I've been in marketing for almost 20 years now. The experience I'm about to share -- which happened only a short while ago -- was the first time I witnessed leadership of people, not pro forma business management.

Every job I've ever had has included a perfunctory one-on-one meeting with my boss. Sometimes it's been weekly, sometimes biweekly. It is always a rehashing of pending projects with a task-by-task status update. I understand its purpose: Keep management informed and projects on track. 

Every so often -- typically during more formal job reviews -- I've enjoyed broader conversations about business goals and how my interests align with them. The business interests always come first. 

And then I experienced something radically different. In a recent position, the weekly one-on-one pivoted to a regular discussion of goals, ambitions, and interests. I still framed it as a way to align my skills and passions with the needs of the company. Heck, I even came to one of the meetings with a list of possible tasks I could complete that fit explicitly with quarterly corporate initiatives. 

In our discussion, my boss struggled to identify the real goals behind the tasks. We danced around them. I explained, then I over-explained. Eventually she said something that caught me completely off guard: 

"I want to see what YOUR career goals are. It's my job to figure out how they fit in with company priorities. But I want to know where you want to take your career."


"Not how they fit with quarterly goals?" I eventually responded, sheepishly.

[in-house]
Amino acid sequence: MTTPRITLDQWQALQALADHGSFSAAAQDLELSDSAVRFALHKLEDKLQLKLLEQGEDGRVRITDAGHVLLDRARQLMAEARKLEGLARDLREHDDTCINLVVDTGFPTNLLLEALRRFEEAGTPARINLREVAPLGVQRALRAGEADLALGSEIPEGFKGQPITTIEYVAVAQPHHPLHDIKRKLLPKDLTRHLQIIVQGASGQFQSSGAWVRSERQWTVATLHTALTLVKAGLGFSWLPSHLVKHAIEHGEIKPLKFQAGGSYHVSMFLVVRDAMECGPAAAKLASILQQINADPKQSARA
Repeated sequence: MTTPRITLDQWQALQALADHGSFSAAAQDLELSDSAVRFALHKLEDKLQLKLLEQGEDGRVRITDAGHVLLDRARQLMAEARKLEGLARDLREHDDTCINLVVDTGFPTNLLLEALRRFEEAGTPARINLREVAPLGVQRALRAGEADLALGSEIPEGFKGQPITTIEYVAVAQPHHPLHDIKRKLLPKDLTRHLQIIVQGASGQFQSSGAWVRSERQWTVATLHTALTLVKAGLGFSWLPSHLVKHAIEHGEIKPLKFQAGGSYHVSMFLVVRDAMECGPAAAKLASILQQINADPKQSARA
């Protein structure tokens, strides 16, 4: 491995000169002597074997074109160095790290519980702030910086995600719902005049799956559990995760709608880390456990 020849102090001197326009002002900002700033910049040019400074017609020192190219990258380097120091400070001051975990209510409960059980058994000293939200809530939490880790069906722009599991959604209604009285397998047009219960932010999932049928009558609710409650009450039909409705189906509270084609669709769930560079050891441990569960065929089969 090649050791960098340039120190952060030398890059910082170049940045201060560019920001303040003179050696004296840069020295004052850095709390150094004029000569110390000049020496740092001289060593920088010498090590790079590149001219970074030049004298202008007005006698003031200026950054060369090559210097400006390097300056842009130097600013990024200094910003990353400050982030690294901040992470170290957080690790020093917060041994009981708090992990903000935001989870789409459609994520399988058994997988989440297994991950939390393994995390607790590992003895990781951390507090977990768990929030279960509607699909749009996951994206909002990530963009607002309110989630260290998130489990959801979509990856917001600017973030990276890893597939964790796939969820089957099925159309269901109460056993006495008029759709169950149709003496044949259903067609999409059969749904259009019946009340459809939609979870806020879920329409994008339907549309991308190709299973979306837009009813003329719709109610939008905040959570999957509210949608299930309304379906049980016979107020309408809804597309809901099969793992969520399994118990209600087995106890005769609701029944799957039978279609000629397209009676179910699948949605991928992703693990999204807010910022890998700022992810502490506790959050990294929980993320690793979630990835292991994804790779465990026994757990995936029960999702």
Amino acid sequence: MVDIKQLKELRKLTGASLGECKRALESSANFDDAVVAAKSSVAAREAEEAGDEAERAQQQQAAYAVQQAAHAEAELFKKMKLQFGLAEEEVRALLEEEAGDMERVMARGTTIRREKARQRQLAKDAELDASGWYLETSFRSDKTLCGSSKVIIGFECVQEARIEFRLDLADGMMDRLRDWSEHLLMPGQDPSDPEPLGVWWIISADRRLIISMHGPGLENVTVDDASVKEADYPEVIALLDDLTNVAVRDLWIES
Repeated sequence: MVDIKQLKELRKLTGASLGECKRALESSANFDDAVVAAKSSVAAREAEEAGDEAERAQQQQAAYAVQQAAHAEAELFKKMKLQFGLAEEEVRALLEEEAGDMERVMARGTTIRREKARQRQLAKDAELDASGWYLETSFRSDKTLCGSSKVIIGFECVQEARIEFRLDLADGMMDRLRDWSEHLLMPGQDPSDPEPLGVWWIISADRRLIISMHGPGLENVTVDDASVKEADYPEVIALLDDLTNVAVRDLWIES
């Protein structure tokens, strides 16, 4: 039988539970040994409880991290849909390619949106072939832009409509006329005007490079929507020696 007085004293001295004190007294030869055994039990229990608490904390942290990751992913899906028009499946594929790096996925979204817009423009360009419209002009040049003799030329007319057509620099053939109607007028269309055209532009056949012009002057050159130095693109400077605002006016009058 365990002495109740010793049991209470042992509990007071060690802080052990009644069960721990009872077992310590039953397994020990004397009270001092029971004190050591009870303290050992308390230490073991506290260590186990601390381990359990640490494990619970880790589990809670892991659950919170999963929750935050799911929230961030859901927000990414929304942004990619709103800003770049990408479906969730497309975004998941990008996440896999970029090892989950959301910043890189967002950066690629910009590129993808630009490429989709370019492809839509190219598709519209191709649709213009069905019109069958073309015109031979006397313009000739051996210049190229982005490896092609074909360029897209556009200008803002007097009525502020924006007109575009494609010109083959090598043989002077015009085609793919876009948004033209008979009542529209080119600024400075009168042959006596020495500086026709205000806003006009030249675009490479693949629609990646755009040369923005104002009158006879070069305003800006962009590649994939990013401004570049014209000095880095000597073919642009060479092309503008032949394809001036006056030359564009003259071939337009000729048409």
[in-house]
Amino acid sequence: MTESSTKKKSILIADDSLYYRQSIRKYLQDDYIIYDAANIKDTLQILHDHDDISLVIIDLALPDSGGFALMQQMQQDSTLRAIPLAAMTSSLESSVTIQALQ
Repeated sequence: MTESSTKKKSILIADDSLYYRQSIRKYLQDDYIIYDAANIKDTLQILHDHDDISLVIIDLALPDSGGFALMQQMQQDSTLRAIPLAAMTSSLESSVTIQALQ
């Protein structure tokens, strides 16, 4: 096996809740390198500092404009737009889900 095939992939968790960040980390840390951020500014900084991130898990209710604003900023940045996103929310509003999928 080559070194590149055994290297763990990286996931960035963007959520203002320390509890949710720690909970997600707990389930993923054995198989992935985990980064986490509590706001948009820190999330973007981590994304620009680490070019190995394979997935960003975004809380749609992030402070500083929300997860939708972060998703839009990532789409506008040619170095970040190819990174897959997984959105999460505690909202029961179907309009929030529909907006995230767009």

"No. Just give me the moonshot -- where do you see yourself professionally? What do you want to accomplish?"

I confess what ensued was a wash of confusion. I trained myself -- with corporate assistance along the way -- to think about my interests as secondary to the company in which I was working. After a few days, however, I found some clarity and completely retooled my overarching goals. MY goals.

You can imagine what followed. My investment in the company, my work, my team grew 10-fold. There was still a lot to sort out, of course -- including the sometimes-elusive "how" of goal implementation -- but I was energized. My perspective shifted from "What can I get done today?" to "What can I accomplish today?" A small distinction to some, but in my mind, it was the difference between checking off tasks and making waves.

Here's the lesson for leaders, from someone who's been in the trenches: Invest in the future of your people and they will invest their future in you. 

In a world where job shifting is frequent and loyalty between employer and employee is scarce, this is the new gold standard.